From Wiki: "The word salary originates from Latinsalarium which referred to the money paid to the Roman Army's soldiers for the purchase of salt."

White gold, below the salt, salt of the earth, worth his salt. Salt has been currency both in physical and literary terms for thousands of years. And though I was familiar with salt harvesting from the sea, I never really thought about rock salt or that it required mining. I never imagined, for example, that beneath the ground the prehistoric seas had left such huge salt deposits as those that give their name to places like Salzburg and Salzach.

My visit to the Wieliczka salt mine was one of the highlights of my recent visit to Poland. There is a lovely story of how the mine was found, through the dropping of a ring by St Kinga (she dropped the ring in a salt mine miles away, and it turned up in Wielicza). St Kinga is the patron saint of salt miners, of course.

The mine itself is an amazing place and certainly worth visiting. 101m underground and you are in a huge chamber that equals that of many a stately home. And it's all made of salt - from the tiles beneath your feet to the crystals on the chandelier. The salt miners (who lived longer than their non-mining contemporaries, due to the 'benefits' of salt) made the most amazing statues and underground chapels - carving out of the salt not only the chambers and passageways, but detailed statues of saints and heroes.

The mine was awe inspiring - in fact it is one of the most extraordinary and intriguing places I have ever been. A mix of nature's wonder (the varying colours of the salt and the way it crystalises on the ancient props) and the ingenuity of humanity - carving not only a living from the salt, but the amazing chapels too.

From the Pope to gnomes, all along the tourist route you get to see the craftsmanship of carver-miners. The tour I went on was around two hours and we walked a long way, exploring three levels of the mine that are open to the public. And the amazing thing is that we saw just 1% of the mine - it must be absolutely huge.

St Kinga

The main hall

One of the tunnels

The floor tiles - simply carved out of the salt floor

One of the carvings in the main hall

Carving detail

I was there! 
The salt mine alone was worth the trip to Poland. I wish I could have taken better photographs, but those I do have don't even begin to do it justice.

Photos: All (C) Carolyn Sheppard 2013

Tuesday, February 05, 2013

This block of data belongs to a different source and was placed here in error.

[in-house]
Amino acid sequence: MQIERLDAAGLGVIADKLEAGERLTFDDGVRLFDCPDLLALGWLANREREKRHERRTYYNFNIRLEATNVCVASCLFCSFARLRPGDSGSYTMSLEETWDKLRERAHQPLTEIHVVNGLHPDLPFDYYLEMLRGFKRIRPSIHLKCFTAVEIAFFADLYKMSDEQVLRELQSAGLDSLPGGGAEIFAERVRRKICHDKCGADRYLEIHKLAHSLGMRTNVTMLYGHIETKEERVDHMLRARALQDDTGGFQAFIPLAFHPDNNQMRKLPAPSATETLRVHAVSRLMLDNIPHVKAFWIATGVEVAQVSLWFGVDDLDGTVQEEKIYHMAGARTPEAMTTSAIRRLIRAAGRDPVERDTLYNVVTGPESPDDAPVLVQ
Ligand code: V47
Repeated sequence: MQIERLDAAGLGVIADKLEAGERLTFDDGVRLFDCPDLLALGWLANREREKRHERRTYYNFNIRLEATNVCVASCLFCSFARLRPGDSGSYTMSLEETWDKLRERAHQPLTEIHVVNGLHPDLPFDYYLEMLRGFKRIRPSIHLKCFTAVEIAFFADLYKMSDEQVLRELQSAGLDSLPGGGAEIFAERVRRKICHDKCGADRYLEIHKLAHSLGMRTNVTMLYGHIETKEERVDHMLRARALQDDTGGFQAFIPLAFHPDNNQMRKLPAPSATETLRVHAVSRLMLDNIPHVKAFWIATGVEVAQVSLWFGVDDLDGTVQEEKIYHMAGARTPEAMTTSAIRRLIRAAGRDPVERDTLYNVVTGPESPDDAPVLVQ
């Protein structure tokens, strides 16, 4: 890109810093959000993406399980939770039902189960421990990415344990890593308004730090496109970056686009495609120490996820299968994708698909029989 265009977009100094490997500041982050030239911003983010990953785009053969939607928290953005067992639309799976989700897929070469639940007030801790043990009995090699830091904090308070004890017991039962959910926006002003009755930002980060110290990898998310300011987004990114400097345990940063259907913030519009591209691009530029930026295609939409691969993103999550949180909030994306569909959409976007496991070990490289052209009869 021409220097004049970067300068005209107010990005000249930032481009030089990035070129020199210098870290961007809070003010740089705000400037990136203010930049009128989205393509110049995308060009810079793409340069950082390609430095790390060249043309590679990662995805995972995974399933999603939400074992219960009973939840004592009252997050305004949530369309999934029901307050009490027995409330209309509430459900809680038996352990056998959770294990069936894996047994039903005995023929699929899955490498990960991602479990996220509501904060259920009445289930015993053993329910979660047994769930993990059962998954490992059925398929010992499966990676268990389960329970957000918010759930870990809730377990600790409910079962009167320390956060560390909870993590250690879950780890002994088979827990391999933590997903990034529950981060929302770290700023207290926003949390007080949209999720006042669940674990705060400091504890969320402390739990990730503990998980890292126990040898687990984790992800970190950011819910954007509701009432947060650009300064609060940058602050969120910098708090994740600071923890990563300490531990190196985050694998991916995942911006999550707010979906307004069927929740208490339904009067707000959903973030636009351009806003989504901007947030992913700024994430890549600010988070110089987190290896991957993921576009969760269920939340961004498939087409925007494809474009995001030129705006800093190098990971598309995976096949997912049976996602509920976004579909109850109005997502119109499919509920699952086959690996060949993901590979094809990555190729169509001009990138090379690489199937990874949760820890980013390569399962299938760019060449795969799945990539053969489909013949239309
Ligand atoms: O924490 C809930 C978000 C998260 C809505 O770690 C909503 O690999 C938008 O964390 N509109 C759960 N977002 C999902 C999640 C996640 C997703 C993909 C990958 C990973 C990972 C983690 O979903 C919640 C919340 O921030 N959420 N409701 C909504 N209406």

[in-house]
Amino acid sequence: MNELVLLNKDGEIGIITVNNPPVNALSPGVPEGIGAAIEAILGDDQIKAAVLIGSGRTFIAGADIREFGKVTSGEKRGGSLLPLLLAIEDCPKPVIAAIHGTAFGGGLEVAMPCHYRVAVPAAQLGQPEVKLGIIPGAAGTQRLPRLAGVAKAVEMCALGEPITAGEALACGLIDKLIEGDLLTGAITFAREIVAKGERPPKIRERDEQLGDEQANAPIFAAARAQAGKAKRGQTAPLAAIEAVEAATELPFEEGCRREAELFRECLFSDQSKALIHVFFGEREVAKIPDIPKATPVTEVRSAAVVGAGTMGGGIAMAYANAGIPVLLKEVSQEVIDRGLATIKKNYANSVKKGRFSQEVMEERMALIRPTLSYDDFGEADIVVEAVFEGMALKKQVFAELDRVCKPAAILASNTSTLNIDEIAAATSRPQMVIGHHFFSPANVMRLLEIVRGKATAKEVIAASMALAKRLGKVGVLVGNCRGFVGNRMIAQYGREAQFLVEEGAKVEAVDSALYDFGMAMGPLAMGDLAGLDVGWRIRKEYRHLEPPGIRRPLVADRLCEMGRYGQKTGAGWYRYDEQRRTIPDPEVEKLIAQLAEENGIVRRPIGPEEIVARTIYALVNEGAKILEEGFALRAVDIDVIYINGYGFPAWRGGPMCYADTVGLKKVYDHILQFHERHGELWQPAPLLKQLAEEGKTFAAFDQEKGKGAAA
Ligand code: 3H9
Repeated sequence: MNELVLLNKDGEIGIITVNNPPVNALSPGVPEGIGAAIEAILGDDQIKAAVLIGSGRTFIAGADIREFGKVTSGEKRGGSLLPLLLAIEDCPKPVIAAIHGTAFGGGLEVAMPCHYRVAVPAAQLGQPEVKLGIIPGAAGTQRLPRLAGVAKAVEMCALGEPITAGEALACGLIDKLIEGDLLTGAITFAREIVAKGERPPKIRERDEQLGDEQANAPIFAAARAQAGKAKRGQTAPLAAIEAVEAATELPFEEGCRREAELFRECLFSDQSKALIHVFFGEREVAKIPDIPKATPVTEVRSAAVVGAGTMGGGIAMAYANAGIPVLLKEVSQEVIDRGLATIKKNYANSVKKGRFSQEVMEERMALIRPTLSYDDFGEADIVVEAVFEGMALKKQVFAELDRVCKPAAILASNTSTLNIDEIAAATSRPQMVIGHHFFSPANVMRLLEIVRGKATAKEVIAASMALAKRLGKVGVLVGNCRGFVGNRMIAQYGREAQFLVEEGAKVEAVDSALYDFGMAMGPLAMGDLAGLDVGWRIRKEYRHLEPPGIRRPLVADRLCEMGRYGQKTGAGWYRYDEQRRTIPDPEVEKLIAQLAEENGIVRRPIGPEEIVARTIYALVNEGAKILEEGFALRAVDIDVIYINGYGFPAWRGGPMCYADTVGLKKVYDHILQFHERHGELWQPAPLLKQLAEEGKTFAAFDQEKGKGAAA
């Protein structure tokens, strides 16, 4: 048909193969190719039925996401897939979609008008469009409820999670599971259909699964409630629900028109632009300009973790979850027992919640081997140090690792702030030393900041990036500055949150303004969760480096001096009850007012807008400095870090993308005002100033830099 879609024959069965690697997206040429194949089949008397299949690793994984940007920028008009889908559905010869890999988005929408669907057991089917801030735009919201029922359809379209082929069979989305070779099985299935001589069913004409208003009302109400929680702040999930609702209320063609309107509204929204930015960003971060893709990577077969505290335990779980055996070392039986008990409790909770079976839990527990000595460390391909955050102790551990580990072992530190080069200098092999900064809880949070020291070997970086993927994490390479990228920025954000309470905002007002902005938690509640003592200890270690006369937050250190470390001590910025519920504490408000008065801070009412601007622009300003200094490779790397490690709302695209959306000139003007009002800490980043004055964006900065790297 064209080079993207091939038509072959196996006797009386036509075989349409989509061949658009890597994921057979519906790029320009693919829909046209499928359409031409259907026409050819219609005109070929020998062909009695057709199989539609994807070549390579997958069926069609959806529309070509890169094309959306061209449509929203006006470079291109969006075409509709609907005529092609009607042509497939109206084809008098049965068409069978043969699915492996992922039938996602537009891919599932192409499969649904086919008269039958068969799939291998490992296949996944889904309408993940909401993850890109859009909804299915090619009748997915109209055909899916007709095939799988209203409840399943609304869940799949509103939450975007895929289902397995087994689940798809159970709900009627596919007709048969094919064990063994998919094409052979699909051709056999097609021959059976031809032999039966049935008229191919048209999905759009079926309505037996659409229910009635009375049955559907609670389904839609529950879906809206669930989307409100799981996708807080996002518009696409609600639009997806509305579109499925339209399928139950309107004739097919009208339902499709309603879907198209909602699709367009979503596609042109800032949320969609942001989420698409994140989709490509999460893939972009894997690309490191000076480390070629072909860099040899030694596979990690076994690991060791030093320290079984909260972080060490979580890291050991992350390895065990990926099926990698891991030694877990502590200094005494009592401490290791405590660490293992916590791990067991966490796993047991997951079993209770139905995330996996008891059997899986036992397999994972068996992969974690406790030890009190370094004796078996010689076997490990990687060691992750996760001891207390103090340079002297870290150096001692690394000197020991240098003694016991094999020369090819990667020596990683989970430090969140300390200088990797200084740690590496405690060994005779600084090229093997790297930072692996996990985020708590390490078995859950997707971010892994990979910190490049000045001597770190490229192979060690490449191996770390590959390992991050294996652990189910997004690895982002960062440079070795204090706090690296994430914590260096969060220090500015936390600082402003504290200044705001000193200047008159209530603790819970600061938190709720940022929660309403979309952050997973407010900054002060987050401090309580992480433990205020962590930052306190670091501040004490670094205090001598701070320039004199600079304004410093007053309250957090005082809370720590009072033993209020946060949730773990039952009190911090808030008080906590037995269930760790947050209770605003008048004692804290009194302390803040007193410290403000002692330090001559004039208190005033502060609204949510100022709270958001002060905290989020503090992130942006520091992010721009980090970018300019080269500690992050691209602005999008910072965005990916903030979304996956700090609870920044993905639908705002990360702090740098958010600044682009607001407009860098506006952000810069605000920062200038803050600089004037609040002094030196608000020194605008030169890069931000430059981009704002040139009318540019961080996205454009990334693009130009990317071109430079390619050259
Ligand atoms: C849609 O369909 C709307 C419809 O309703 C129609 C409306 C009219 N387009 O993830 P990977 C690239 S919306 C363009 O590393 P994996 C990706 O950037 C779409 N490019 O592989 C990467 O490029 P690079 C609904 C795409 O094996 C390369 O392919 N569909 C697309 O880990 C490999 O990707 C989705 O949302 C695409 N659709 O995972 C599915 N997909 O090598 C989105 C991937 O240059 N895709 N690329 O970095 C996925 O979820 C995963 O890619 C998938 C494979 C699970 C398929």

Krakow - episode one: Too fat for a Pole

The town and the places I visited were full of young people – healthy looking, with their distinctive defined features and lean figures. I did, however, notice a distinct lack of middle aged people (and have no explanation for this). The older people were the retired generation (and didn't tend to hang around tourist haunts, understandably), but I was disappointed at the lack of impressive facial hair across any generation. This may be a stereotypical expectation, but one fulfilled in the past (in an adventure in Spain, but that’s another blog post). There’s no denying it, if I hadn't been wearing a big coat with a fur collar and the most ridiculous (but warm) ear-flap hat, I would never have been mistaken for a native, not at my weight.

St Adelbert's
I enjoyed my visit to Krakow and the people were friendly, especially the ones on the market square. These fell into three distinct categories – firstly the tourists, of whom I was one and blatantly wandering about with a camera taking pictures of churches and architectural detail; secondly the visiting Pole who is confident in the language but unfamiliar with the city. They were disappointed when I couldn't direct them to their chosen destination or tell them which tram was going where. Finally were the panhandlers; those individuals (of all ages) who were asking for money or food, with the catch phrase ‘I'm hungry’. One rather elderly lady in a fur coat told me she hadn't had any lunch (but she did have cigarettes).

I adopted a technique for dealing with the latter group – a simple and safe one. Speak complete gibberish. If I spoke English, then they had a way in to conversation, and being British and polite, we hate saying no. But, if I spoke complete rubbish, they gave up and went away, heading towards the next likely looking mark. Now I may sound insensitive and there are definitely those in need in Krakow as in many places, but I am not wise enough to know who is deserving and who is not. Nor am I foolish enough to get out my purse in a market square in front of a person who can (fur coat lady aside) no doubt run a lot faster and further than me.

If you know me, you know I am not a Christian or a great believer in any formal religion, but I do believe that the basic ideas (of nearly all religions) are a good moral guide overall, where they are about mutual benefit. I also understood that Jesus was a man (if he really was, blah blah, nothing deep here, save that discussion for another time) who stood for helping those worse off than yourself and in being humble in this life. So whilst on the freezing streets of Krakow young and old are asking for handouts from strangers, in the churches there are the most extraordinarily gilded statues I have ever seen.

I understand that churches were built to impress and convey the might of god (and the ceiling of St Mary’s is wonderfully impressive), but of the little I know of the Bible, I don’t think the apostles went around in huge gold-laden cloaks. Perhaps just one statue from one church would have yielded enough gold to feed everyone in the square that day.

Oh I know that’s simplistic, but it’s not so much about the money or aesthetics as about the conflict with what I understood Jesus to represent, and then how he is represented. In St Adelbert’s (where I attended a wonderful chamber concert), the painting of Mary and child had silver crowns stuck on top of their halos – an obvious later addition. It looked like a kid had got the silver paper and jelly beans out. Probably real silver and amber, probably worth a small fortune, yet to my mind they detracted from the impact of the painting itself. Mind you, the churches were very impressive and as a visual feast I certainly enjoyed visiting and photographing them.

It was cold in Krakow so I spent most of my time in my coat and well wrapped up. I ate wonderful food at Polish cafes and enjoyed local fare. Still, I didn't over eat and didn't drink much (apart from the delicious mulled wine) and I walked miles and miles. But if I had visited in summer and worn the local fashion of rather hideous check, they’d have still known I was too fat for a Pole.